Protestant Church of Reconciliation
The Protestant memorial, called the Church of Reconciliation, is located in the northwest corner of the Memorial Site, which now occupies the grounds of the former Dachau concentration camp. During the time when the present-day Memorial Site was the Dachau prison compound, the spot where the Protestant church now stands was the location of the camp greenhouse and gardens.
The Church was dedicated on April 30, 1967 at a ceremony at which a speech was made by the Rev. Martin Niemöller, one of the most famous prisoners in the Dachau camp. In his capacity as the leader of Germany, Hitler had issued an order that German Jewish converts to the Christian faith were forbidden to be ordained as priests or ministers. Hitler had united all Protestant denominations into one church with himself as the head of the Church. The Rev. Niemöller was one of the founders of the Confessional Church which defied Hitler's orders. He was put on trial and convicted of treason. After being sentenced to time served while he was awaiting trial, the Rev. Niemöller was sent first to the Sachsenhausen concentration camp and later to Dachau because he continued to defy Hitler's orders.
The Church of Reconciliation was designed by Helmut Striffler, a German architect from Mannheim, after he won a competition among seven architects for the best proposed plan. According to Striffler, his design is intended to make a statement against the Nazi obsession with order and tradition. Striffler specified that his church should be surrounded by gravel and built of unfinished concrete.
The Protestant church is a neutral gray color which makes it blend in with the surrounding sea of coarse gravel. The front entrance of the church, shown in the photograph above, features a series of steps down to the interior of the church which is below ground.
The walls of the Protestant church are curved and the steps were designed to have wide angles, as a protest against the Nazi concept of order, which is exemplified by the precise right-angle placement of the barracks buildings in the former camp.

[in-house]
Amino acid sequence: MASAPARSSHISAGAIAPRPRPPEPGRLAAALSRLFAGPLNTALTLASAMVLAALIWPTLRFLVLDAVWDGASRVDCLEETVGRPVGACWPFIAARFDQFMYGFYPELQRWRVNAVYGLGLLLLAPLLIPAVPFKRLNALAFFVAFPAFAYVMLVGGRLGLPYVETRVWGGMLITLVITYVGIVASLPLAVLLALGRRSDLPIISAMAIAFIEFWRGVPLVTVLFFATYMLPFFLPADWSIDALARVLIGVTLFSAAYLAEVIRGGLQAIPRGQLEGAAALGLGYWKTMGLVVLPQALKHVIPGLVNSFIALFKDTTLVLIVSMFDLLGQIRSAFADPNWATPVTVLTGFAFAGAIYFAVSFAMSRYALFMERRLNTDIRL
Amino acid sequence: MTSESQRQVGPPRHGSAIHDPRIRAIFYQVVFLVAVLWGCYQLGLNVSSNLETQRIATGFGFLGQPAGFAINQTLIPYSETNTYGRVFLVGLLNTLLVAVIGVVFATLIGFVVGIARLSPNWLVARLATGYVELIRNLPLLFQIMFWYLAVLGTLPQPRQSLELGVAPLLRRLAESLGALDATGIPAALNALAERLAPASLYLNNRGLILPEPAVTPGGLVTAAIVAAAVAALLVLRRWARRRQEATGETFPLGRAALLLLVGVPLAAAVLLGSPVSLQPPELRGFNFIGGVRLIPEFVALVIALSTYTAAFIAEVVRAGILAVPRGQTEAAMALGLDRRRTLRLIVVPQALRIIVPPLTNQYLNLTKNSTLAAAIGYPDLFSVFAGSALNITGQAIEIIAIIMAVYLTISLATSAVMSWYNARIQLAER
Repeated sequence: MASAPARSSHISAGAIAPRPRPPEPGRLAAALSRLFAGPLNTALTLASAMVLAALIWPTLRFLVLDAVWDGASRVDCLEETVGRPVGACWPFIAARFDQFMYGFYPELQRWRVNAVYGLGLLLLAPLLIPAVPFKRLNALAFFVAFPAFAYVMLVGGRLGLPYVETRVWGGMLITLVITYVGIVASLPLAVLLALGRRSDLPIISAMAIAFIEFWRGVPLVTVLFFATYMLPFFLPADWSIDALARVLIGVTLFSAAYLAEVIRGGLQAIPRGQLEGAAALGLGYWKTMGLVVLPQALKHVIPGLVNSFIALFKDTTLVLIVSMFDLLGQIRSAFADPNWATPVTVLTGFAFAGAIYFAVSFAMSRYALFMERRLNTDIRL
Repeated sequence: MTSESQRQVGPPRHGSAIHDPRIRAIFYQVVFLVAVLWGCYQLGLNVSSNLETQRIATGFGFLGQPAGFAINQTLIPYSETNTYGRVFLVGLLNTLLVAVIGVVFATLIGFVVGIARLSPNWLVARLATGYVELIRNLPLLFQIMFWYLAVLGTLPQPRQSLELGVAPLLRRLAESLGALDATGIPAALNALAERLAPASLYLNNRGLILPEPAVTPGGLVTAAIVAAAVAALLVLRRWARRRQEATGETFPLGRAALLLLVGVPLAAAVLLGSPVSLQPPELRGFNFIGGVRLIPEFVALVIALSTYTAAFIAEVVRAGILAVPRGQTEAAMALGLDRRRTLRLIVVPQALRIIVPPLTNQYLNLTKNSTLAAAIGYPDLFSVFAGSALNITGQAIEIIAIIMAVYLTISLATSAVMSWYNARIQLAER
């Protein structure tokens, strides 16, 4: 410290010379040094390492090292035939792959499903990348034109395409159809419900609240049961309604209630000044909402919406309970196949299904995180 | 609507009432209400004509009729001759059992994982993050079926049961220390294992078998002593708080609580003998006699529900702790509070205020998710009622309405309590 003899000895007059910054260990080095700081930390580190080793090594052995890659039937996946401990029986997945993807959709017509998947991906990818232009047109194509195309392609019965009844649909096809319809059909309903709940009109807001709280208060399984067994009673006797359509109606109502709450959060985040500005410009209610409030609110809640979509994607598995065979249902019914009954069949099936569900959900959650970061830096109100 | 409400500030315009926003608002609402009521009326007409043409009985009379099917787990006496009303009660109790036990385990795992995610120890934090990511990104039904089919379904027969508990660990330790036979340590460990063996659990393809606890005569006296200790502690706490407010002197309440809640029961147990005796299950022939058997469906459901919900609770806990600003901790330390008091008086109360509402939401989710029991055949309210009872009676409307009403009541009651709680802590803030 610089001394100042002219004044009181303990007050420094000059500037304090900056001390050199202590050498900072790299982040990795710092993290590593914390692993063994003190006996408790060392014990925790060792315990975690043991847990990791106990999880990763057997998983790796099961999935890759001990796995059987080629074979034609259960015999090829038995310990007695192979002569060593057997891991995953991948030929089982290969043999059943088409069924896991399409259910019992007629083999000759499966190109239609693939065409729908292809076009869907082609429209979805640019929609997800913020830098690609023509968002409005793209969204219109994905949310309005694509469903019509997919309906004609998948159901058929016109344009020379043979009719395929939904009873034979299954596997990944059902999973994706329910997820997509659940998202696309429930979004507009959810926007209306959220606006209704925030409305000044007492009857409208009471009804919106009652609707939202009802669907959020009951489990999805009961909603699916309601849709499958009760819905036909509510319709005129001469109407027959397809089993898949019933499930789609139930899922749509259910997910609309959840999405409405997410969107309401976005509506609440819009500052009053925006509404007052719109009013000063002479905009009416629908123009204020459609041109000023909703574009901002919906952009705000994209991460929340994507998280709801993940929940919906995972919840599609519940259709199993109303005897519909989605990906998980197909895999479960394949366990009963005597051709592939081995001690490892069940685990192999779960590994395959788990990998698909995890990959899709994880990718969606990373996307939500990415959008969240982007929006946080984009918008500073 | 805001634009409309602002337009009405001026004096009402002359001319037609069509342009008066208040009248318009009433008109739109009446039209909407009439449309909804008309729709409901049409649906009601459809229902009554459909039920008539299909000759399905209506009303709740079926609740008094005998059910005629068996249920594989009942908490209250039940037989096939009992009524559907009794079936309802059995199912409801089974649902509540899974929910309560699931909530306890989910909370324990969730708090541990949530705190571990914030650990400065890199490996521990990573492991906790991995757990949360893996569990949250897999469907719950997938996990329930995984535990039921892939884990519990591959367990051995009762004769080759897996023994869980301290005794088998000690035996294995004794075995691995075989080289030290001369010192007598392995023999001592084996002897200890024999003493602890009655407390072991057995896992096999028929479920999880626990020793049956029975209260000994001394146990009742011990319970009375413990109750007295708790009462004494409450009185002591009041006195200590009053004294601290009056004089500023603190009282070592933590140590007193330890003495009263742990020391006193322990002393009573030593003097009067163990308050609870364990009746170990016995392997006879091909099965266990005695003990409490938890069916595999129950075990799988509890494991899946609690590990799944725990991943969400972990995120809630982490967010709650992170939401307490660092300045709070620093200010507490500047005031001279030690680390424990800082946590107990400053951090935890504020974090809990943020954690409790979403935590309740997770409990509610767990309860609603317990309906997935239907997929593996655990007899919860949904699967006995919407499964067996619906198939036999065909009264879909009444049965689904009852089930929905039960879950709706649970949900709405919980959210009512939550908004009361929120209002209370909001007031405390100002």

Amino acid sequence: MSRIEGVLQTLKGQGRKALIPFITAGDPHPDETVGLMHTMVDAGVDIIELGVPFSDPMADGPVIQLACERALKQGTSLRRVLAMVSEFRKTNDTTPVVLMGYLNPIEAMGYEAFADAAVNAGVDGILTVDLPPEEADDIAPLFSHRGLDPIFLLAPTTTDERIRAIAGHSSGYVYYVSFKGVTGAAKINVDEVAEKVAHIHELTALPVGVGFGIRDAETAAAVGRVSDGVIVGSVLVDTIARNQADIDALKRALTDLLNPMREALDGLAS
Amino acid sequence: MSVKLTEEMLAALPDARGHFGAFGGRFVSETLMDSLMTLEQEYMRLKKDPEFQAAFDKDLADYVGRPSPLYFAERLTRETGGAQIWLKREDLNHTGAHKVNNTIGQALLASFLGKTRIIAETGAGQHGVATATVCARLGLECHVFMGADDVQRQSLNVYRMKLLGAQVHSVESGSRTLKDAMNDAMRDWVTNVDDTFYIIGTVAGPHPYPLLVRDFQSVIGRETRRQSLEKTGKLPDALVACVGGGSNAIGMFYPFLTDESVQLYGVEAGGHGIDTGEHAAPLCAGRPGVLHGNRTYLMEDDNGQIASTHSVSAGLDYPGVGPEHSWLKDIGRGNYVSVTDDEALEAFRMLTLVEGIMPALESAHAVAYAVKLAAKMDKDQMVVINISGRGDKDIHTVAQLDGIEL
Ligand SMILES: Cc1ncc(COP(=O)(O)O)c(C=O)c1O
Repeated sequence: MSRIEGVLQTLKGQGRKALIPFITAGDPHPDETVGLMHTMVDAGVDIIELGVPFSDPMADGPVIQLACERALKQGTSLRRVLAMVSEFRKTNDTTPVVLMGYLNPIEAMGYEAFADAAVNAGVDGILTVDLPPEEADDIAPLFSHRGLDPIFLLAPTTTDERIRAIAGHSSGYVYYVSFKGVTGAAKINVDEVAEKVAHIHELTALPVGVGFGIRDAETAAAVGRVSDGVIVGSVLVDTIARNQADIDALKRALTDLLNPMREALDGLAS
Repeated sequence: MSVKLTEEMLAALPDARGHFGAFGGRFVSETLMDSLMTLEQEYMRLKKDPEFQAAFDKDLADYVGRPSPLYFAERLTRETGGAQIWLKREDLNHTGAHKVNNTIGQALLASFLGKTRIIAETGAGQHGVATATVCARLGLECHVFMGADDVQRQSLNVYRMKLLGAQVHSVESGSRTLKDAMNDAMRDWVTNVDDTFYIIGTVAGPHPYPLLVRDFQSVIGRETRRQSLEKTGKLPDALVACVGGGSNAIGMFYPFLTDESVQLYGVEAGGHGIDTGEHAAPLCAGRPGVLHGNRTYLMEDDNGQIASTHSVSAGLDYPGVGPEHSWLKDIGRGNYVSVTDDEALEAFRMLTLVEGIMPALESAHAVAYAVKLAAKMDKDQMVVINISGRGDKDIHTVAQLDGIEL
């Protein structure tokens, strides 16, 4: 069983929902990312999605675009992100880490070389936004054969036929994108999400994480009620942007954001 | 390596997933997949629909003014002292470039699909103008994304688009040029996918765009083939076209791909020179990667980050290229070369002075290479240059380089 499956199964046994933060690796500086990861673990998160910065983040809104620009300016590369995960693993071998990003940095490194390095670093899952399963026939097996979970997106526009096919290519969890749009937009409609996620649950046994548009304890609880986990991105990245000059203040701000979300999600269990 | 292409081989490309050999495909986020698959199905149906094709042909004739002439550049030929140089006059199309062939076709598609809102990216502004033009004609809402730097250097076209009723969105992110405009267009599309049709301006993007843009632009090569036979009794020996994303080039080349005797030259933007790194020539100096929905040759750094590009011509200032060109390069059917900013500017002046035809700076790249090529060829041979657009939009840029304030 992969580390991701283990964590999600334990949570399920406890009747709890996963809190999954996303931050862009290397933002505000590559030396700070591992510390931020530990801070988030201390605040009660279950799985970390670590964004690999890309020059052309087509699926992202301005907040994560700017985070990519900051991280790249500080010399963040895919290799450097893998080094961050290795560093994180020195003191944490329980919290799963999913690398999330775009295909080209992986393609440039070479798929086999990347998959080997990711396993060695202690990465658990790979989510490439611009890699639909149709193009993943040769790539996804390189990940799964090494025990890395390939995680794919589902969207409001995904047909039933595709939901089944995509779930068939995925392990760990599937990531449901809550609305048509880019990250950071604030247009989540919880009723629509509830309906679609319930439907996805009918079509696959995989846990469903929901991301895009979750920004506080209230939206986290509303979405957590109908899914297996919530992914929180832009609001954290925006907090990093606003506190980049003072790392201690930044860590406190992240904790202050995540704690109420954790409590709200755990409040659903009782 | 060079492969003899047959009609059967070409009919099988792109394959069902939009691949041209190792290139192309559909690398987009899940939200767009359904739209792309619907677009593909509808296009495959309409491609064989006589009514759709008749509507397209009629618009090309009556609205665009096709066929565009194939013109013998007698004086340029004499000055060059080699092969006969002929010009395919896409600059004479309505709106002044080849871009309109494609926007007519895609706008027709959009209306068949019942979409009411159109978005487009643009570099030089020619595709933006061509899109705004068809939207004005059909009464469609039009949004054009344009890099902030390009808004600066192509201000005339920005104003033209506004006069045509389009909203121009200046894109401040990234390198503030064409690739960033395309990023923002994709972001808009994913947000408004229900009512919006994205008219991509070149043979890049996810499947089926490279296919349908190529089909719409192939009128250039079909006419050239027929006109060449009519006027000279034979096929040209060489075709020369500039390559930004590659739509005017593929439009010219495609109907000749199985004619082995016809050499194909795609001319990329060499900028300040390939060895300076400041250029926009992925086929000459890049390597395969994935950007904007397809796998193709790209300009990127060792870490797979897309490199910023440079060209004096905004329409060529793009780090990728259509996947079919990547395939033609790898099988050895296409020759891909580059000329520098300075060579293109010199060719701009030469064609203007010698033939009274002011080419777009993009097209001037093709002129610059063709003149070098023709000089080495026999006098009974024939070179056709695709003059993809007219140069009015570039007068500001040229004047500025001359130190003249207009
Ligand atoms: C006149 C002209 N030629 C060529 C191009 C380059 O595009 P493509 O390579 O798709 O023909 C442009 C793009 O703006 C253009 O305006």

The architecture of the church is modern, which is the direct opposite of the Nazi concept of beauty. The Nazis favored neo-classical buildings in orderly surroundings including plenty of grass and flowers. The Protestant church is an example of what Hitler called entartete Kunst or degenerate art.
The photograph below shows the Protestant memorial on the far left with 16 rectangular beds of gravel which indicate the former location of half of the wooden buildings which were torn down in 1965. The barracks were surrounded by grass and flowers when Dachau was a concentration camp.
In the center of the picture above, you can see the Catholic memorial, a round building at the end of the main camp road lined with poplar trees, which are planted exactly the same distance apart. The Jewish memorial building is barely visible on the right between the trees. Behind the Catholic Church is the Carmelite Convent, located just outside the camp wall.
The idea to construct a Protestant church at the Memorial Site was suggested by Dr. Johannes Neuhäusler, the Catholic Bishop of Munich, who was a "special prisoner" in the camp bunker along with the Rev. Martin Niemöller. After the Catholic church, called the Church of the Mortal Agony of Christ, was completed and dedicated in 1960, Dr. Neuhäusler suggested that a Jewish memorial and a Protestant memorial be added on each side of the Catholic church.
The photo below shows the rear entrance of the Church of Reconciliation, on the west side of the building; this view is the first thing that visitors see when they exit from the gate into the crematoria area. When the concentration camp was in operation, this gate did not exist.
The austere design of the Church of Reconciliation, as shown in these photographs, tends to confuse visitors, especially since the building has no Christian cross on top to immediately identify it as a church. When I visited the Memorial Site in May 2001, I was asked by another American tourist whether this was the gas chamber where the Jews were murdered at Dachau. For anyone who doesn't know that the Nazi gas chambers were typically located inside traditional-looking brick buildings, this was an understandable mistake.
This page was last updated on August 5, 2009